Pat Butler: Congress rides to rescue as gas prices soar
For those of my generation and older, we remember a day when we could count on heroes. A Superman, Batman, Lone Ranger, Rin-Tin-Tin or Dirty Harry was always there to save the day at the very last moment.
But now we’ve grown up and learned that we need to rely on the current generation of politicians to solve our problems. And the news this week demonstrates yet again that we have no heroes in Washington, just prolific fund-raisers.
The Census Bureau reports that in 2005 more than 40 percent of Americans did not have health insurance at some point during the year. And if you’re lucky enough to have insurance, pray you don’t experience a catastrophic illness or you will likely be inquiring about the new bankruptcy laws that tend to favor the lenders.
A bipartisan Senate panel releases a stinging report that essentially calls FEMA a disaster. “Hurricane Katrina: A Nation Still Unprepared” is the third report that states the obvious. Yet those same senators say nothing can be done to fix the agency before hurricane season starts on June 1.
But will we have time for another report?
Iran and the United States continue to engage in saber-rattling. Iran thumbs its nose when we raise concerns about its nuclear program, which leaves one wondering if yet another invasion is imminent.
Our national debt continues to climb, Social Security is still on track to become an endangered species and we’re dumb-founded after paying income taxes that will likely be siphoned off into well-heeled lawmakers’ pork accounts.
And, of course, nothing substantial is happening with campaign reform, a fact that should not surprise anyone who hasn’t been in a coma for the past 20 years.
Nonetheless, our elected leaders could give two hoots about those problems and issues.
Gasoline prices, which have again skyrocketed to the $3 a gallon level, are suddenly a source of alarm in Washington. This is the second time since Katrina slammed into the Gulf Coast that gasoline prices have started to seriously hurt hard-working Americans.
Lawmakers, who just got back to work after a couple weeks off, were able to blame the hurricane for the previous price spike. Now, however, there’s no natural disaster that we can see coming for three days to blame.
Consequently, the lawmakers, like our fictional heroes of yesteryear, are rushing to the rescue.
The Republican leadership in the Senate has proposed with great enthusiasm a $100 fuel-cost rebate for embattled taxpayers. How insulting. If we sell out for pennies on the dollar, then we will prove again that we are easy marks for the politicians. Heck, Lee Raymond, the Exxon CEO who recently received the $400 million pension, could probably foot most of the bill himself and still build a castle.
Besides, if we don’t get the money from Raymond, where will it come from? The last time I checked we were financing the war in Iraq by borrowing billions of dollars. Oh, that’s where they will get it. I’d rather borrow the money directly from my son than have our government borrow the money from a country like China and then have future generations stuck with yet another government-sponsored bill.
And finally there’s a catch to the big $100 rebate. As part of this exciting one-time cash offer, the Republicans want to drill in the Alaskan wildlife refuge, which is something they’ve wanted to do for years anyway.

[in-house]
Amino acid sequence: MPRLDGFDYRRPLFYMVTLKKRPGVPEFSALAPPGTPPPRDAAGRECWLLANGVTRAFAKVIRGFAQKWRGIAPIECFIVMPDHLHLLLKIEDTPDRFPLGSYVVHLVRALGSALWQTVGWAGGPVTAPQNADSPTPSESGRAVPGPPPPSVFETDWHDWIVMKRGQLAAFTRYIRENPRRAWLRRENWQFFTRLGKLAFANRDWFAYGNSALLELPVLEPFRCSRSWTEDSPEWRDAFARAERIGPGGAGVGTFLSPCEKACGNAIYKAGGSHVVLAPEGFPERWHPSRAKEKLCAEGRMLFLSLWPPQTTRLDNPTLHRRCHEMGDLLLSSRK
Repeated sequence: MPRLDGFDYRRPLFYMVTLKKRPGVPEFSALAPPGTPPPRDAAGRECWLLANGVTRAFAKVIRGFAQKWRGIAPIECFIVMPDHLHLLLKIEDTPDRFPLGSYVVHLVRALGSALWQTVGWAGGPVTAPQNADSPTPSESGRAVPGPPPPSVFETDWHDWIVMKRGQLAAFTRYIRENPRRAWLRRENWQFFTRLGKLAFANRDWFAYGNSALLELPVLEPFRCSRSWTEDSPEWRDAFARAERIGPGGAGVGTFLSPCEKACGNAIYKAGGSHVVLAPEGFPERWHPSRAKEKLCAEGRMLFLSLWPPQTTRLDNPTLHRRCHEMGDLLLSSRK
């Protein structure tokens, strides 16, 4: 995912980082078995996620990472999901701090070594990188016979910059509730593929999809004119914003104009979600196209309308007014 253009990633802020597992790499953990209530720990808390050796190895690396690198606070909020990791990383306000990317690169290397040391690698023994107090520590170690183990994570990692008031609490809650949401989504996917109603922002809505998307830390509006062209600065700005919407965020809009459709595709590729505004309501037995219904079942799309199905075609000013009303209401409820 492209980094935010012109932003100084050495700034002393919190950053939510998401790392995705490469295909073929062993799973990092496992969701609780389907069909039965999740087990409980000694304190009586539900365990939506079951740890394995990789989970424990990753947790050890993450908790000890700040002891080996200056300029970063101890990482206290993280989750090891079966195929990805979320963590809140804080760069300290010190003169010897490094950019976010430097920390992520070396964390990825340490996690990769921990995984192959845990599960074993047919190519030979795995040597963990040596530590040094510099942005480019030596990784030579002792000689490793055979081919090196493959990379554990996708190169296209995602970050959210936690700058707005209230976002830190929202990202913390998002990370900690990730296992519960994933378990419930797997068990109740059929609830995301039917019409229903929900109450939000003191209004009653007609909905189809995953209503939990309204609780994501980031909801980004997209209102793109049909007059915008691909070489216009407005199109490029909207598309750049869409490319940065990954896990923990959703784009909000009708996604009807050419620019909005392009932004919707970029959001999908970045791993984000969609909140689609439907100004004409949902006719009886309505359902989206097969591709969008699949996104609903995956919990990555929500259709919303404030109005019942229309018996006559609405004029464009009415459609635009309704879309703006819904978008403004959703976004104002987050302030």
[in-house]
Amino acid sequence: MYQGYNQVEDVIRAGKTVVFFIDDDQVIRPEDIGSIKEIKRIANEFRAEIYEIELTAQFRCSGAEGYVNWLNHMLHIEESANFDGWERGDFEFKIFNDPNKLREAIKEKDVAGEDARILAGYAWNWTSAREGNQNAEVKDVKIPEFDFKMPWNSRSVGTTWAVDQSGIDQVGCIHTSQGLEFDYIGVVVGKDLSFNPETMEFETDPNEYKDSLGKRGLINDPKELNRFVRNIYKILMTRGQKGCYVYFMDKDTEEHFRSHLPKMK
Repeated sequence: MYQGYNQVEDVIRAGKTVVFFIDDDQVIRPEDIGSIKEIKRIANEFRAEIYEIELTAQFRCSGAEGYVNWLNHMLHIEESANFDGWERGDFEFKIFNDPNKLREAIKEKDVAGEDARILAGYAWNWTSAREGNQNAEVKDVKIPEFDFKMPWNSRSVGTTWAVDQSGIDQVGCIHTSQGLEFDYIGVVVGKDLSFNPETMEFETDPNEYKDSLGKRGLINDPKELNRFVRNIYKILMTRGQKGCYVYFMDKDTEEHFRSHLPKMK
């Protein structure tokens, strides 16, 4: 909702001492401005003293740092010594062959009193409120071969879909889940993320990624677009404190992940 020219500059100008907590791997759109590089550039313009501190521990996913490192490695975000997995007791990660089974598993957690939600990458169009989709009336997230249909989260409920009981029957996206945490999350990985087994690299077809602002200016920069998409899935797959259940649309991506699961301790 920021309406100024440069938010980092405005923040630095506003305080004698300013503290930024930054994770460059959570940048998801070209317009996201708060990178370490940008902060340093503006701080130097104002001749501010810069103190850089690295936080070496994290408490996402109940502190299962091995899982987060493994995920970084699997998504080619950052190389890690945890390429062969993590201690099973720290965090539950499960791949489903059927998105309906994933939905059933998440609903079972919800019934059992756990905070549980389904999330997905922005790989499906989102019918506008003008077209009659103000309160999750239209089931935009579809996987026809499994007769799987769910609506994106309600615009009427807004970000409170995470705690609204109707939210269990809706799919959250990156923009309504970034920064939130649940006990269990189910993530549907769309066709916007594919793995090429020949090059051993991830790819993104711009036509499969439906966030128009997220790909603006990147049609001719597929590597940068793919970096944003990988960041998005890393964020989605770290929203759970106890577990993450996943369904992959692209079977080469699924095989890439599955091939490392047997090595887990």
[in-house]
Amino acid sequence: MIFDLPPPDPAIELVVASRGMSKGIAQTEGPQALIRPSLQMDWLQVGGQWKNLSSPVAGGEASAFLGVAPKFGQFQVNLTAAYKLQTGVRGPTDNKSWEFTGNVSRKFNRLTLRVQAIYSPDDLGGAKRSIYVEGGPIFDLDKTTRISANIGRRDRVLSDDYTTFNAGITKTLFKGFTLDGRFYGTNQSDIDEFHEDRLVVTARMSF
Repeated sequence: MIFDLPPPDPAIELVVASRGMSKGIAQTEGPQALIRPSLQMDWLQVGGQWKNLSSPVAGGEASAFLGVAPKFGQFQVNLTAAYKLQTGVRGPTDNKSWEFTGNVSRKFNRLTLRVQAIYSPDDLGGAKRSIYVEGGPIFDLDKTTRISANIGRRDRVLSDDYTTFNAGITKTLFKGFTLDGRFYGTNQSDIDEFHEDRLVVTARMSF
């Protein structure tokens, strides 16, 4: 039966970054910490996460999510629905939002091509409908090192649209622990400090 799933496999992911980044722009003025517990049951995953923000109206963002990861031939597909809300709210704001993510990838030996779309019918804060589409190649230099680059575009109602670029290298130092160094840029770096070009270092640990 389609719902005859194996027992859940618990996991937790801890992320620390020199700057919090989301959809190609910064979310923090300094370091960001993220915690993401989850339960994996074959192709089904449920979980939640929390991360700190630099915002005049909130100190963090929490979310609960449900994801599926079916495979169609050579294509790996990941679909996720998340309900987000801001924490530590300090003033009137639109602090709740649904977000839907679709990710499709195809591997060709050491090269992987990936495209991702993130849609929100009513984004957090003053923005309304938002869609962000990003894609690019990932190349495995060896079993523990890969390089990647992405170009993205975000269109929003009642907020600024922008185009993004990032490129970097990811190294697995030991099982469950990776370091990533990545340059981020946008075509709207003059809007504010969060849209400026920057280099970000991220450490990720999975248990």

Senate Democrats, meanwhile, want to lift the 18.4 cents per gallon federal gasoline tax for two months. Goodness, how naive can they be? You know the oil companies will raise their prices to capture that margin. The oil tycoons just raised gasoline prices by at least 20 cents per gallon in the past two weeks. And what did we do? We bought more gasoline. It can and will happen again.
Meanwhile, House Republicans, which would include our own Rep. John Doolittle, have rejected a measure that would have required oil companies to pay $5 billion more in taxes. That vote came on the same day that Exxon Mobil Corp. reported profits of $8 billion in the first quarter of this year, the fifth largest quarterly profit ever for a public company.
But why ask them to pay more taxes? This is a “free” market economy after all.
President Bush ruled out Friday supporting any windfall profits tax on an oil industry that can’t count its revenue fast enough, saying it will undermine research and development efforts. The oil monopoly also needs that money to overpay their top executives. They also need money for campaign contributions, which are getting quite costly as well.
Despite the flurry of activity this week, Federal Reserve Chairman Ben Bernanke said we’re essentially stuck with high gasoline prices for a while.
Is anyone surprised?
If we want to see heroes in action, we need to turn to the television reruns. Whether by acts of commission or omission, we have created a monster in Washington, D.C., that serves only one master: Money.
Now, let’s resume our arguments about who is liberal and who is conservative. That’s what is really important after all.
Pat Butler is the editor of The Union. He can be reached by e-mail at email@example.com or by phone at 477-4235.
Support Local Journalism
Support Local Journalism
Your donation will help us continue to cover COVID-19 and our other vital local news.
If you don't follow the rules, your comment may be deleted.
User Legend: Moderator Trusted User
Parents are becoming aware of the use of critical race theory in their children’s instruction, particularly as distance learning has given them a window into their classrooms.